Why SEEK kind of sucks
And it’s the preferred job board for professional roles.
By Jacquie Liversidge
Most of us have never had to upload a job to SEEK, so most of us get to avoid the frustration that is one of the preferred online job board for employers.
SEEK is a little bit narrow in the parameters that you are allowed to work with. So jobs that might actually permit lots of flexibility in location and hours don’t generally tend to list this as accurately.
Recently, I called a transcribing company to inquire about the rate of pay and flexibility. The job was listed on SEEK as either part-time or full-time and specified a local location. I assumed that given the nature of the work some flexibility could be afforded for the correct candidate, and after speaking to HR I was advised that actually the role was contract work—so neither part-time or full-time —and entirely from home, including the training.
“She mentioned that SEEK didn’t allow her to list the job without a specific location or as contract.”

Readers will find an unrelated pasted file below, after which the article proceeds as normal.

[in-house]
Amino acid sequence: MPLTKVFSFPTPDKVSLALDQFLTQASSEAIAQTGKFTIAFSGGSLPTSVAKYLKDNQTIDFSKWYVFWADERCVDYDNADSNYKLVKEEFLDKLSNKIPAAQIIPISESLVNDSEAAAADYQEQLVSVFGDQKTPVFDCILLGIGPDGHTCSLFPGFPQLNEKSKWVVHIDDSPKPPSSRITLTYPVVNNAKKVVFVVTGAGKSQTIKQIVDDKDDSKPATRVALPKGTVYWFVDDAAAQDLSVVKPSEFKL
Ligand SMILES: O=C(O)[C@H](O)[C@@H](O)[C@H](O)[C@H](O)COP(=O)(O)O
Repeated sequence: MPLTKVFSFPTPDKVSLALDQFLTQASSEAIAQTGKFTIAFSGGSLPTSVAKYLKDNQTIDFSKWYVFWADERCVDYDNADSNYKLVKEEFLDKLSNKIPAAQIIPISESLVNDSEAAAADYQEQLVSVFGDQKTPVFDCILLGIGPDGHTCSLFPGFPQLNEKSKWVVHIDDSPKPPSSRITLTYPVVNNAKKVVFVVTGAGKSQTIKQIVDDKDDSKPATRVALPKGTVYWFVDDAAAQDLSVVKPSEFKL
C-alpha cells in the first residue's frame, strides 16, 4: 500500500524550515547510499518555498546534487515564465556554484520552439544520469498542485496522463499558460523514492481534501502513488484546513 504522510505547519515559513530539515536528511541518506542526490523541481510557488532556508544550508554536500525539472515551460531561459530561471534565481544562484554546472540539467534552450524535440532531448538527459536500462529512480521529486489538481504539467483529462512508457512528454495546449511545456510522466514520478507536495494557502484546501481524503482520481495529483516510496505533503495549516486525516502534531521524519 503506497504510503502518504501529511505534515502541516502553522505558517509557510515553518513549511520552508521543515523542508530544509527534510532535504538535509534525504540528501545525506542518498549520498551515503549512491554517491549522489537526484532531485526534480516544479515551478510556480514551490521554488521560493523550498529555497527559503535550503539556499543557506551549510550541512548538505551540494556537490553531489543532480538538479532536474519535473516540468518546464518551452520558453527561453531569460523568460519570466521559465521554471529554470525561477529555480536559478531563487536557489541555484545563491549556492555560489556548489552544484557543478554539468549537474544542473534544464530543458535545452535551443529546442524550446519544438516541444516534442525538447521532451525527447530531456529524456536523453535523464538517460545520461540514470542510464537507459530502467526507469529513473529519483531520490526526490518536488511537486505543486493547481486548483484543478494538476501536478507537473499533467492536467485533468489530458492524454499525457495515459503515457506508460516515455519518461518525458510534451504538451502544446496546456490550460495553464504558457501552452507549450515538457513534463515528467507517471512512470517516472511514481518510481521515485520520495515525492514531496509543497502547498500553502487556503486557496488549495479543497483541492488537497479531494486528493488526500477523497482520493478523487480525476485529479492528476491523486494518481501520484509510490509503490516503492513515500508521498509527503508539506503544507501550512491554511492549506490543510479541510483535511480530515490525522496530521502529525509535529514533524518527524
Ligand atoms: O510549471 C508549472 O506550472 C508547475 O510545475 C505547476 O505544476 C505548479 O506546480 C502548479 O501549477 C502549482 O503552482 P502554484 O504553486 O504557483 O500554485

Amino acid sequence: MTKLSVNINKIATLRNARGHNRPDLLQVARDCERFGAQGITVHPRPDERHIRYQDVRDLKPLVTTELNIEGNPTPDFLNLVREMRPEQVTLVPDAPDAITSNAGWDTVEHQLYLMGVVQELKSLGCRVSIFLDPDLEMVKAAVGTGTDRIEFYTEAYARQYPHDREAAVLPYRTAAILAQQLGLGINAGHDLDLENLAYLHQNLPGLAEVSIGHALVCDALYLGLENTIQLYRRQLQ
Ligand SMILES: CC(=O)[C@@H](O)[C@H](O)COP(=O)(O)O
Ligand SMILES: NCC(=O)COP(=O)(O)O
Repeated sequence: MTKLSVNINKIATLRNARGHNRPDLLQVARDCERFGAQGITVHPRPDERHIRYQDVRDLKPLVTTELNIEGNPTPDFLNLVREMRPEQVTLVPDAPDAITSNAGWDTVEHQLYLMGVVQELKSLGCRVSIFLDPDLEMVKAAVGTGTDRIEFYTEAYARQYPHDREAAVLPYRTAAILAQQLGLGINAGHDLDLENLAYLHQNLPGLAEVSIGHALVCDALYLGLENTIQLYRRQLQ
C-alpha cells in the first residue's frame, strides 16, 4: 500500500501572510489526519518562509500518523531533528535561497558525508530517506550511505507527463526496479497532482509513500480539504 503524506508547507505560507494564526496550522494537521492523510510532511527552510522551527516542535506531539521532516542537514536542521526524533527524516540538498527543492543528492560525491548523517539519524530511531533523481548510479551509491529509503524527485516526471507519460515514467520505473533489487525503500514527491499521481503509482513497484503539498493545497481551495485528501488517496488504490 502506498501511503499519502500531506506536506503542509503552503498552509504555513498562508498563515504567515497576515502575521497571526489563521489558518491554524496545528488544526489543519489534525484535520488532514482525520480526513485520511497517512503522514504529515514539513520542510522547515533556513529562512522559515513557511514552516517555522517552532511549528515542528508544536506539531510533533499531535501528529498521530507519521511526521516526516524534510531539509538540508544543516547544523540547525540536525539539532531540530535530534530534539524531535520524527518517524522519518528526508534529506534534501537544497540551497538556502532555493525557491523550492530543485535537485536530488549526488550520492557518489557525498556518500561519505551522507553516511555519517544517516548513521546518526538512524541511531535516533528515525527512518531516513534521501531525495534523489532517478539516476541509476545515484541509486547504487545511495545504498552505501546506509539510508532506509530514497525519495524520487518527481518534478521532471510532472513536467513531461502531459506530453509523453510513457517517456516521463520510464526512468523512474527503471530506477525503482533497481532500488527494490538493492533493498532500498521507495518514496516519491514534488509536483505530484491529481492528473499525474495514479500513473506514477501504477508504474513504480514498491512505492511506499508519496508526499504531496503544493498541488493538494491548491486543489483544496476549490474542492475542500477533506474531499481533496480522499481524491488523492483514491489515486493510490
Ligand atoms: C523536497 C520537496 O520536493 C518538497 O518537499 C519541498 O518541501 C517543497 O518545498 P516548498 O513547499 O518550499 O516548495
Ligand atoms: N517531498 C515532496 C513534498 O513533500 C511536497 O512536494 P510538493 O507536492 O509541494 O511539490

This subsequently gave the role an entirely different impression.
The role is completely suitable for mothers and people with a disability, but the SEEK input fields would deter these applicants.
When I see part-time, I think: 25 hours per week, no casual loading, and I am immediately deterred.
And this actually happens all the time with loads of roles that candidates are overlooking because they don’t initially appear suitable.
There’s really not any other way that you can get around it, either. Except: if you identify with the skills, experience and pay rate—give them a call! You never know.
Jobs are not as elusive as we tend to think when we’re mid-hunt and at the mercy of the market.
Whilst you’re having a hard time finding a job that’s suitable for you, employers are also having a hard job finding a candidate with all the skills they need, too. And if you’re it, there’s a good a chance that you’ll be able to negotiate for the right conditions anyway.
So, remember to take the SEEK details with a grain of salt, and give the employer a call about the job.